Review Special: Gothic/Industrial Christmas Albums

By on 20 December 2011

With only a few days left until Christmas we’ve all had our fill of Slade, Shakin’ Stevens and Cliff bloody Richard and the annual rotation that is forced upon us by TV, Radio and even in the shops. But there are alternatives. Many gothic, industrial, darkwave and punk bands have dabbled in seasonal songs and many have been collected onto some great compilations. So this year we at Dominion are going to share with you a few of our favourite gothic/industrial Christmas compilation albums.




Boasting a formidable darkwave and ambient line-up including Black Tape For A Blue Girl, Attrition, Eva O, Lycia and Faith And The Muse, ‘A Dark Noel’ is a perfect album for a quiet night by the fire with a glass of mulled wine.

The warmth of the season is echoed in some interesting new takes on traditional songs such as ‘Chanukah, Oh Chanukah’, ‘Carol Of The Bells’, ‘We Three Kings’ and ‘Silent Night’. All of which not only some up the darkwave ethos of the label but also shows off the versatility of it’s roster.
Faith And The Muse’s ‘A Winter Wassail’ for example is a simply stunning slice of madrigal-pop. While the likes of Lycia and Black Tape for A Blue Girl give sensual twists to their respective tracks. Even Love Spirals Downwards’ take on ‘Welcome Christmas’ (from The Grinch That Stole Christmas no less) is a particularly fine point.

Having been originally released back in 1995 the production may have dated slightly, and the artwork may look a little basic by 2011 standards, but ‘A Dark Noel’ is a collection that still has that magic touch.




The follow-up to the first in the ‘Excelsis‘ series ‘A Winter’s Song’ incorporates pretty much every chapter in seasonal song-writing. From the medieval ecclesiastical classics ‘Gaudete‘ and ‘The Coventry Carol’ through to the more recent religious likes of ‘O Little Town Of Bethlehem’, to modern pop with new renditions of ‘Happy Xmas (War Is Over)‘ and ‘I Believe In Father Christmas’.

The focus of this album is on a more accessible appeal with more familiar and secular pop songs included amongst the ethereal ambience. London After Midnight’s ‘The Christmas Song’ combined with new takes on ‘Happy Xmas (War Is Over)‘ by The Crüxshadows and ‘I Believe In Father Christmas’ by Human Drama adds to the appeal of this collection.
With the shift from a darker atmosphere to one that is more melodic and easier to grasp, ‘A Winter’s Song’ also offers up a few alternative versions of it’s alternative versions from the previous albums. So perennial favourites such as ‘We Three Kings’ and ‘Silent Night’ make a more recognisable appearance while still maintaining their gothic sensibilities.

A Winter’s Song’ provides an easier introduction to the series with it’s more prominent pop songs and generally softer approach than the previous collection. But make no mistake this is still not the likes of the high street shopping din that we have come to associate with Christmas music. This is still very much a gothic compilation.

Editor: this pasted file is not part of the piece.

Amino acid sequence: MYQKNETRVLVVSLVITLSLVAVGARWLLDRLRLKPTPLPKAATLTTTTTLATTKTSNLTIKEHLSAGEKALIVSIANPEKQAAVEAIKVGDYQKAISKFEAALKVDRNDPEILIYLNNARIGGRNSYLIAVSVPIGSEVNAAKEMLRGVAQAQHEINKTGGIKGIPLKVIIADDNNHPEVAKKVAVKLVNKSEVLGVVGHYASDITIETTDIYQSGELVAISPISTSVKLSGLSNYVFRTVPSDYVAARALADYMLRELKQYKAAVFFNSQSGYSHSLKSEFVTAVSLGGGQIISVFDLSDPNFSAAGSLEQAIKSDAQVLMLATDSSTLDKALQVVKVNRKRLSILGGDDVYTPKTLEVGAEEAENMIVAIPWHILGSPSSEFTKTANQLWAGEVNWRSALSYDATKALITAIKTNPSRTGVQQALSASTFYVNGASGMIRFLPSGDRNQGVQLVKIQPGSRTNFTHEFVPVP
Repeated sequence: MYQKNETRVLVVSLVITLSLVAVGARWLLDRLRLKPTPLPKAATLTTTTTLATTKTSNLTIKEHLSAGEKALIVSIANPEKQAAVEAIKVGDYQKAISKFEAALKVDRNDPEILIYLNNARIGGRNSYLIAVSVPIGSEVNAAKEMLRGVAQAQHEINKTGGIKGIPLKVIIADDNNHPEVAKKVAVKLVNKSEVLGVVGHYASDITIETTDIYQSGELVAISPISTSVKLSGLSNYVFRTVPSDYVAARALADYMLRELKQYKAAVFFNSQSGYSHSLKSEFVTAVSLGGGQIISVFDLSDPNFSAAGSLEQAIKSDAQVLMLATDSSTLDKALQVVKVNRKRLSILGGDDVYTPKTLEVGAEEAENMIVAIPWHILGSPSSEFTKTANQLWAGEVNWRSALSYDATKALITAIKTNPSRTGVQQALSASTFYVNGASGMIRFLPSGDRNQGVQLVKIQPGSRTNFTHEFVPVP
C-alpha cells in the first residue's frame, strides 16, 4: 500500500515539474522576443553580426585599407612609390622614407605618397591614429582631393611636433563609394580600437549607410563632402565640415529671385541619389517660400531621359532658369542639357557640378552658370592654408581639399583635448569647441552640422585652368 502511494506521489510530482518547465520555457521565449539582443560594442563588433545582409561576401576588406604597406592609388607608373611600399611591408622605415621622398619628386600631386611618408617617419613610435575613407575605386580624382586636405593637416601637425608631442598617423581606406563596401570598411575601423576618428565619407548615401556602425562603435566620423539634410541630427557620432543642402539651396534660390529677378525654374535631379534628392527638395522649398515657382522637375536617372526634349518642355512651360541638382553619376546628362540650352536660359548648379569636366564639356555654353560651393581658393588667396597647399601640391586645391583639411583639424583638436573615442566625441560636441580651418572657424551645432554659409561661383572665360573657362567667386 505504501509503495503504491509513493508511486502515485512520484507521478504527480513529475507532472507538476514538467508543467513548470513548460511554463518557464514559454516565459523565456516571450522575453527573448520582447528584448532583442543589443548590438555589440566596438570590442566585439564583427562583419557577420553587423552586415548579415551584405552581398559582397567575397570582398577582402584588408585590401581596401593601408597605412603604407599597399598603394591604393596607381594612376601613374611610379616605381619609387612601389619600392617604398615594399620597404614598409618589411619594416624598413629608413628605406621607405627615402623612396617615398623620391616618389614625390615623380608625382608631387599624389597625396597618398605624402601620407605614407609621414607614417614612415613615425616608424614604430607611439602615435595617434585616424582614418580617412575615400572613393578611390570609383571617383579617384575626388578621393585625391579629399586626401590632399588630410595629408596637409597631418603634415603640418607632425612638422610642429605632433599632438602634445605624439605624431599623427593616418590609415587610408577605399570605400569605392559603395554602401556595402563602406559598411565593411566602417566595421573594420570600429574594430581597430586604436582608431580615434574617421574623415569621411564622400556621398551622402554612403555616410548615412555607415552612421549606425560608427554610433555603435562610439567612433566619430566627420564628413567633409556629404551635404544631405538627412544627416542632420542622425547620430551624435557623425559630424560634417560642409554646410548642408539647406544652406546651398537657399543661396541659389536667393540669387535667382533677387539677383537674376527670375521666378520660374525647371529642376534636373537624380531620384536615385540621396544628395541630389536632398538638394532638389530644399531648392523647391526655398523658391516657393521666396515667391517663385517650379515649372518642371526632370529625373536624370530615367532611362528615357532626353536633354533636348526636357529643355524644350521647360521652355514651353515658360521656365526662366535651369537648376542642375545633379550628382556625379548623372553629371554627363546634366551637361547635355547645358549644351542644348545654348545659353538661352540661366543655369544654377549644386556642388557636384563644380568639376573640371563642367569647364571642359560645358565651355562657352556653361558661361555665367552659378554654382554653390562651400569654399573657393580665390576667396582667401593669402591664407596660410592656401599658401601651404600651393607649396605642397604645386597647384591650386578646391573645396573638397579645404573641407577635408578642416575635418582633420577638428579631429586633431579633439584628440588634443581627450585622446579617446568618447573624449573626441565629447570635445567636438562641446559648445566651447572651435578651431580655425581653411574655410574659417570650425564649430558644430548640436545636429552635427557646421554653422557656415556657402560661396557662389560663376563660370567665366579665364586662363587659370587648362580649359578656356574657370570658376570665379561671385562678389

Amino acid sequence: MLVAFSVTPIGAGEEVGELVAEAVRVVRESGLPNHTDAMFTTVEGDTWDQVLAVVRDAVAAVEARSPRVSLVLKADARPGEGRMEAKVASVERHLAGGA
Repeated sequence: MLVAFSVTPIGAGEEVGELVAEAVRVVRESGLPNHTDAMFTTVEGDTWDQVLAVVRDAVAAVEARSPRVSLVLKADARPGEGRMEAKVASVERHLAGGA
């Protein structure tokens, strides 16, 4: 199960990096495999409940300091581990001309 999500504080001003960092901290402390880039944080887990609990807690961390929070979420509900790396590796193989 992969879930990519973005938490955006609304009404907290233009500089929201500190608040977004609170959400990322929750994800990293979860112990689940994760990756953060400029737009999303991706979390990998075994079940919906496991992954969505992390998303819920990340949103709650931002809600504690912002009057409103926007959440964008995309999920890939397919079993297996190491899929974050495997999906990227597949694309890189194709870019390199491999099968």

And now for a more electronic and altogether more noisy approach to festive music. Black Rain’s contribution to the Christmas compilation has come more recently but is just as welcome as the Projekt contributions were in the 90s.

The first album in the Black Snow series hinges on a couple covers of well known songs such as ‘I Want A Hippopotamus For Christmas’ by Dandelion Wine and ‘Fairytale Of New York’ by Tyske Ludder as it’s strong selling points. But the original compositions and renditions of traditional songs also provide some high points.
This is perhaps on of the more varied compilations you could pick up with everything from darkwave and acoustic through to some utterly anarchic industrial all on display here. And as such there is plenty here for everyone to get there teeth into.
Stand out songs include ‘Cinnamon‘ by Killed By Candy, ‘Christmas Machine’ by Oil 10, ‘Little Drummer Boy’ by Dym, ‘We Die At Christmas’ by Atomic Neon, and ‘Hallelujah‘ by Novalis Deux each of which presents a different style and take on the Christmas song.

As a result ‘Black Snow’ is perhaps a more commercial and therefore club friendly option. With some good dance tracks as well as moody chill-out music it works well as both a bit of dance floor fun and some home party background music.





The second of the ‘Black Snow’ series continues the practice of variety and innovation as practiced on the first volume. Again the centrepieces are a couple of well known covers in the form of ‘Santa Baby’ and ‘The Impossible Dream‘ courtesy of ElectroXcentric and Feindflug respectively.

There is a more discernable lean to the electronic here, which is unsurprising as on the previous albums the electronic offerings provided some brilliant contributions. And the same can definitely be said for this volume. ‘Bloody Christmas’ by Digital Factor, ‘Christmas Day Virus’ by V2A, ‘Silent Night’ by Nude, and ‘Antichristmas‘ by CeDigest are all great contributions and would elicit a great reaction from any club crowd.
The whole album has more of a club vibe about it as a result of the strong electronic leanings. However approaching it purely as such may disappoint hardened industrial fans as punk and darkwave are still well represented here.

Black Snow Vol. 2′ is, like its predecessor, a very fun album and a great antidote to the constant onslaught of over-played mainstream mediocrity that we suffer every Christmas.


So there are a couple of recommendations for you this holiday season. But what will you be spinning throughout the midwinter? Leave your answer as a comment on the Dominion Magazine Facebook page.

About Miranda Yardley

I'm Miranda. Bite me.

You must be logged in to post a comment Login

%d bloggers like this: